At back, first switch is to power XLyte 72v, 20a, PF controller, When switch 1 down, batt goes to very basic, manually switch and dimmer operated, charger integrated into bike.
When switch 2 is on, batteries are charged. Which batts depends on same 8 front switches that reconfigure batts/banks.
When switch 3 is on, discharge testing is possible, using outlet at right.
Voltmeter always shows battery pack voltage (depending on front switches). Ampmeter shows positive when charging and negative when running or discharge testing.
Not shown is old computer power supply box switches and outlet are mounted in. I used original power input for PC power supply to provide 120vac to charger. So to charge, I plug a standard computer 120vac power plug into bike, and my "load center" power bar to the outlet shown. Power goes through diodes, the variable load, switches etc, and into the batts. I monitor voltage and current and manually switch loads down when voltage rises to about 21v per battery. I can do series charging but have to be careful to make sure voltages are balanced.
Discharge testing doesn't use 120vac but uses the same load center and meters to get data to determine battery capacities etc.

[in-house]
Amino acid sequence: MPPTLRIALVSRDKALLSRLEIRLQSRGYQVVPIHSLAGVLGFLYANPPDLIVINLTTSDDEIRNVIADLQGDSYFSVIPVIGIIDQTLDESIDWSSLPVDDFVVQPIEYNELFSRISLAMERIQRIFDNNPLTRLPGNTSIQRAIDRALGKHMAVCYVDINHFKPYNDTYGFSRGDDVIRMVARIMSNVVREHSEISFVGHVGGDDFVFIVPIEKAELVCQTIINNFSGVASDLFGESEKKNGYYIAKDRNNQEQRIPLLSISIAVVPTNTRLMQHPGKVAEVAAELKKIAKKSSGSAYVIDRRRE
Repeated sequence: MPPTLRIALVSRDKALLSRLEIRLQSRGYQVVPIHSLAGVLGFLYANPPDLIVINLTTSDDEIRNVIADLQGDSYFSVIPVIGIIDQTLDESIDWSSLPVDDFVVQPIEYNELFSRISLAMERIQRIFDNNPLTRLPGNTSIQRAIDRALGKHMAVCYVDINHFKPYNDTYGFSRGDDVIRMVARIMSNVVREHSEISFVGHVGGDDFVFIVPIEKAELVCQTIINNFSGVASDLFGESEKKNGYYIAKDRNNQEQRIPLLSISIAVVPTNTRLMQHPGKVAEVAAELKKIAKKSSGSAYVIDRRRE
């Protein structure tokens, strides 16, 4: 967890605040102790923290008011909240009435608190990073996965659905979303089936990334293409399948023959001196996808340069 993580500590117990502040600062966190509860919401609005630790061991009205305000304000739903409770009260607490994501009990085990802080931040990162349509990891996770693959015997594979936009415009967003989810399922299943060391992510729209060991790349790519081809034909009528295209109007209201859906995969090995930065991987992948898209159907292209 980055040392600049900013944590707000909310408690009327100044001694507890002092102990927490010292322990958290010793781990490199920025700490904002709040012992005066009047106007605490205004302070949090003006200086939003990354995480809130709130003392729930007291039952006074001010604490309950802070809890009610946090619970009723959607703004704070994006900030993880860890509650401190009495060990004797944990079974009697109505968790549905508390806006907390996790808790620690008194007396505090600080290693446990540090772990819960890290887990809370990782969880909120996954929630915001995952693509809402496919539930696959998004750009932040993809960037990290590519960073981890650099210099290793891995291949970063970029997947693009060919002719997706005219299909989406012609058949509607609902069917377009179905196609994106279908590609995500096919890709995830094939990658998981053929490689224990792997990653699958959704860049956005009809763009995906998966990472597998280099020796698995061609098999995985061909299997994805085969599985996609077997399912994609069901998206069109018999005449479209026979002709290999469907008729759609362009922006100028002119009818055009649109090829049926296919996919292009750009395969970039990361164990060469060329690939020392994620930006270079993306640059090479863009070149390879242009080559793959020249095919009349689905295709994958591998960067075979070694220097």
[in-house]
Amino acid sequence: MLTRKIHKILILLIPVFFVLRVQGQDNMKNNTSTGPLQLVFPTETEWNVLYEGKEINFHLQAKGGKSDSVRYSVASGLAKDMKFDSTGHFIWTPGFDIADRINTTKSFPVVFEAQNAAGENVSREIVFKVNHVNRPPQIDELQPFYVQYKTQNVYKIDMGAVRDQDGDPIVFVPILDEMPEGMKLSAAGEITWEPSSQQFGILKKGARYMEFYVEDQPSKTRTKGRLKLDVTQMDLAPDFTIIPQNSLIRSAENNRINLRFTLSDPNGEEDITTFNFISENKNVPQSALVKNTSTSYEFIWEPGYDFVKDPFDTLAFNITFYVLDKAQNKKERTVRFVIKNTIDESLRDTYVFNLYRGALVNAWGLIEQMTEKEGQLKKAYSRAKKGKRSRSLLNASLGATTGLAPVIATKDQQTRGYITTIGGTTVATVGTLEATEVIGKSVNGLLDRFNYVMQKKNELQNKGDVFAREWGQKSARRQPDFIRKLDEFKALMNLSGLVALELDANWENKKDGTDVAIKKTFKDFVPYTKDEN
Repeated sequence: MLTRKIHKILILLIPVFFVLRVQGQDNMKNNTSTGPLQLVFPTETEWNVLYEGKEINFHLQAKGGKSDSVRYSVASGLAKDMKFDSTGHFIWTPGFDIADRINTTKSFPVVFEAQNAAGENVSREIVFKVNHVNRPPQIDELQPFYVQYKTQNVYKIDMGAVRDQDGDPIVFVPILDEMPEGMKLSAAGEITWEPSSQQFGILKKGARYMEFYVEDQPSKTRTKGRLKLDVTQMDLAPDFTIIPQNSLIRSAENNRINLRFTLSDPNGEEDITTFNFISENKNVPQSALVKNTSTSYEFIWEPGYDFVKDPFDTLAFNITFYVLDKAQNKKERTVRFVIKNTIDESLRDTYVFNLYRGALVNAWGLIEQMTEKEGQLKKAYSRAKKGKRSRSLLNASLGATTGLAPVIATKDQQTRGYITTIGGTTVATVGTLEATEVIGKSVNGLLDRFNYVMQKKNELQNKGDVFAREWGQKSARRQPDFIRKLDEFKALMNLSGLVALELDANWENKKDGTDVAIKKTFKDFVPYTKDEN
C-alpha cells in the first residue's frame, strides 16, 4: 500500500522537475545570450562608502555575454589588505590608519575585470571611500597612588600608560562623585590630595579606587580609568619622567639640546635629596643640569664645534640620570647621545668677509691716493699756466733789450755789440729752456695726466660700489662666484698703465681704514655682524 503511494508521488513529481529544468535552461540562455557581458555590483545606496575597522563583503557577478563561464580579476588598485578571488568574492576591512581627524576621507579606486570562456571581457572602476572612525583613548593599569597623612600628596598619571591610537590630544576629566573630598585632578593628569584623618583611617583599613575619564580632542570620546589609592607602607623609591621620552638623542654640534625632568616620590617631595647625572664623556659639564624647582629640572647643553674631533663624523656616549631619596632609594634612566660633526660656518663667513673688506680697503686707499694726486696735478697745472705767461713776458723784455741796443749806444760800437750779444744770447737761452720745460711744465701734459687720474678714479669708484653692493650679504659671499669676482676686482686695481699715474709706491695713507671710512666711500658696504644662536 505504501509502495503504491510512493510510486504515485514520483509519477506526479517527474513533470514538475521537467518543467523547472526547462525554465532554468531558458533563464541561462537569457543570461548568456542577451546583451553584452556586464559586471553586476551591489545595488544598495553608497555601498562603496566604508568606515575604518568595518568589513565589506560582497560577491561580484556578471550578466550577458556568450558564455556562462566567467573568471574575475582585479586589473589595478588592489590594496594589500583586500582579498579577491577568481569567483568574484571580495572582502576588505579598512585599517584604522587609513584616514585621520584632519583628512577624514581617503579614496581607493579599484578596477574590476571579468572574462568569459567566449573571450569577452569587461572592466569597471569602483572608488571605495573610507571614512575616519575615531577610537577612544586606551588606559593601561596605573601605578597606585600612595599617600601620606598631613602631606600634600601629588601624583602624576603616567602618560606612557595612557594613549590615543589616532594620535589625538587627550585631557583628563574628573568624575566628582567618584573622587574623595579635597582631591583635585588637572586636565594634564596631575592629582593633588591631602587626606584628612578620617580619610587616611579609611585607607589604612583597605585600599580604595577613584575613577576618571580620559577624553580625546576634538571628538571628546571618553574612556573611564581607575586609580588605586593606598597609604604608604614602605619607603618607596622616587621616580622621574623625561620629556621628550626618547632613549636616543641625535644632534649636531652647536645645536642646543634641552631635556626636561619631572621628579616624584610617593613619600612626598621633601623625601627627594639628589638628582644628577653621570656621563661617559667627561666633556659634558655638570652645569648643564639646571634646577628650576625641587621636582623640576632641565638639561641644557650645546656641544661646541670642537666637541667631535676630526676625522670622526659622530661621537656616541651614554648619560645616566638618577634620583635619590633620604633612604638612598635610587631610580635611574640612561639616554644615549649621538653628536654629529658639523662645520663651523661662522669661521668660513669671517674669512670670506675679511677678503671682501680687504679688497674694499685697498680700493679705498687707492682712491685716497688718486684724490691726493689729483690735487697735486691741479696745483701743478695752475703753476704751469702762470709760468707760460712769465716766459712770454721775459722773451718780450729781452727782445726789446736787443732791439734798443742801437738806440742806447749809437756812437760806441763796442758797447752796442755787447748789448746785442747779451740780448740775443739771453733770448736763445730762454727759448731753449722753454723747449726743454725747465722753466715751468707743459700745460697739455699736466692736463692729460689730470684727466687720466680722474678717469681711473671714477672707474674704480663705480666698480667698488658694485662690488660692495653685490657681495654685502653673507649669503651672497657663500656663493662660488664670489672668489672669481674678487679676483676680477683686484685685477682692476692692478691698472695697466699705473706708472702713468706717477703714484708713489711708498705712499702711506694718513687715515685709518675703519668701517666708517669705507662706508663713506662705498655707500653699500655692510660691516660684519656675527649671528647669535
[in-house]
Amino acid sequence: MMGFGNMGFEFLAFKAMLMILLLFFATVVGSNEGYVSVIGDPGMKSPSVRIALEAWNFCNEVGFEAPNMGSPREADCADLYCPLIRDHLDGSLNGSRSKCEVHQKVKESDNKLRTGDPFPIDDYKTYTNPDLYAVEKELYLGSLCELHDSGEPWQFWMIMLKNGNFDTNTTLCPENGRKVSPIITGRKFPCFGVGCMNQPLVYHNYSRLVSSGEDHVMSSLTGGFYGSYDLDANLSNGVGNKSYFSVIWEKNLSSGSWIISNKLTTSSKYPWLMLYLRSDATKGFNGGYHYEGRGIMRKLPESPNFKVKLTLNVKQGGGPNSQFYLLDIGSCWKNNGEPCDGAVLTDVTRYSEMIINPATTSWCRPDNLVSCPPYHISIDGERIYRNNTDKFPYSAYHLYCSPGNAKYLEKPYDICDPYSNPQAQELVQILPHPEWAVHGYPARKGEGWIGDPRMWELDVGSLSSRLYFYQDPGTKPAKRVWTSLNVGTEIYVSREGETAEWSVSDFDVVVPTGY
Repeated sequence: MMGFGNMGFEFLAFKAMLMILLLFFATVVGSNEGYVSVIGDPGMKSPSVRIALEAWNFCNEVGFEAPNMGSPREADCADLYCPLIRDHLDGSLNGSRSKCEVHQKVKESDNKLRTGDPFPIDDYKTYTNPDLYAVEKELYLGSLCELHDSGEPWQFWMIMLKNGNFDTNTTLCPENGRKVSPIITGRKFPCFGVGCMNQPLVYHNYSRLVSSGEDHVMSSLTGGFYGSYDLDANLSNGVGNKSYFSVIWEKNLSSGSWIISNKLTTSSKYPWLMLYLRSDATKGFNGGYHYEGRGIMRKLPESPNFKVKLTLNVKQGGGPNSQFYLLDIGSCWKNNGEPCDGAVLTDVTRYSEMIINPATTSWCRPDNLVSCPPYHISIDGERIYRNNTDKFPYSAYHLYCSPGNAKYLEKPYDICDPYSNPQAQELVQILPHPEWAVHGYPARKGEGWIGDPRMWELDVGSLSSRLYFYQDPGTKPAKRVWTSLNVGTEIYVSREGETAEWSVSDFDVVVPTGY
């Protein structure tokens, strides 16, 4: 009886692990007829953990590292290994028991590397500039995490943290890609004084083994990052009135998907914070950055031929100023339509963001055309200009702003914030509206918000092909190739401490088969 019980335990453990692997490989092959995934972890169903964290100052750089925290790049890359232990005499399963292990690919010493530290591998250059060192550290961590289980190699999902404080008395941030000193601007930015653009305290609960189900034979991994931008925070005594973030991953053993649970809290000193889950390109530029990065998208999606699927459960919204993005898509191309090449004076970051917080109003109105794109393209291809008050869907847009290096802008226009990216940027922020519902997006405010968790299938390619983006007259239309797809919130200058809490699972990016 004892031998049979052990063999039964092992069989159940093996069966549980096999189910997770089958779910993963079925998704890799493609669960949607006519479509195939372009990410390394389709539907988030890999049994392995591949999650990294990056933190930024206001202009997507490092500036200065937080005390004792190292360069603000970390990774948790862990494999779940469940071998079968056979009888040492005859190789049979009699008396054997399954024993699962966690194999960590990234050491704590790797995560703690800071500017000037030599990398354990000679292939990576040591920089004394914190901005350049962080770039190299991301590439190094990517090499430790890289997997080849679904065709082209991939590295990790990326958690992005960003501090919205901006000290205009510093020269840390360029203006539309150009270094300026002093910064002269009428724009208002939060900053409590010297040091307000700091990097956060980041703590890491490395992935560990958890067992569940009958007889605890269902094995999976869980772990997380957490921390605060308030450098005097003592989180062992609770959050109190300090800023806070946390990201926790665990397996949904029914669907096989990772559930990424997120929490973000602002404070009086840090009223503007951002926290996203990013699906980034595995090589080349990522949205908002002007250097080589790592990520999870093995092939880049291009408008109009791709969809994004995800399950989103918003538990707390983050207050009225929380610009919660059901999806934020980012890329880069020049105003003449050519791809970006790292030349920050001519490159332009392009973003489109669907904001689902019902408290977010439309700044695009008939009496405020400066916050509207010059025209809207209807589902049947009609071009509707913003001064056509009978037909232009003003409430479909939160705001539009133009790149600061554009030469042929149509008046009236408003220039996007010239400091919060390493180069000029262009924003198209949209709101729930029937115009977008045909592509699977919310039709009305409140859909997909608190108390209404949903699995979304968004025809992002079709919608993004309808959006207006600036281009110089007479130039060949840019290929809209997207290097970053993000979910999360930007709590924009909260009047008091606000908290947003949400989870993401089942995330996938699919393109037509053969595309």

With a portable load, like a cheap $20 3 pound heater, and a PC power cord, I can recharge from any place with a 120vac outlet.
I can charge at rates up to 2c, or about 12 amps, but full charge takes about an hour, or less, with manual fiddling of current.
Here's bike at charging station: 2 amps at 84v:
Here is the charging station / load center :
At left is big scroll fan to push air through heaters at lower voltage (40v ac) so they won't trip or burn. Main loads are two heaters: $25 ceramic and $20 cheapie. They both have 2 heat settings and 1 fan setting and helps me moderate larger currents at start of charging. 400 watts of light bulbs connected to 5a dimmer helps control lower currents and lets me keep manual "constant 21v per batt voltage", or a bit less, to be safer.
I really like the mountain type bike based ebike. Full suspension, big wide knobby tires, etc. I'm going down roads and paths now I would have avoided before. I've had 3, almost 4 flats in last 4 weeks. First 3 flats of my adult, and even most of my youth life. (!!) I wonder how well these kid bike tires and tubes will last ? I wouldn't be surprised if they're much more resistant than the high pressure tires I've been running. Next flat, I'm going full-on high rolling resistance, puncture proof/resistant tires and tubes.
Gee, possibly close to $2k (with Cdn taxes) of stuff on this "$15" kids bike now.
Bet that kid would want it back now !
On the recumbent, people often didn't notice it's an ebike. On this bike, lots more people notice, when they see my bunched up legs aren't moving, they usually figure there's some other power source. I ring the little bell when I get people yelling what seems to be positive stuff; like the high-school girls at the bus stop last night. (Yeah, I wrote bust and backspaced the T.)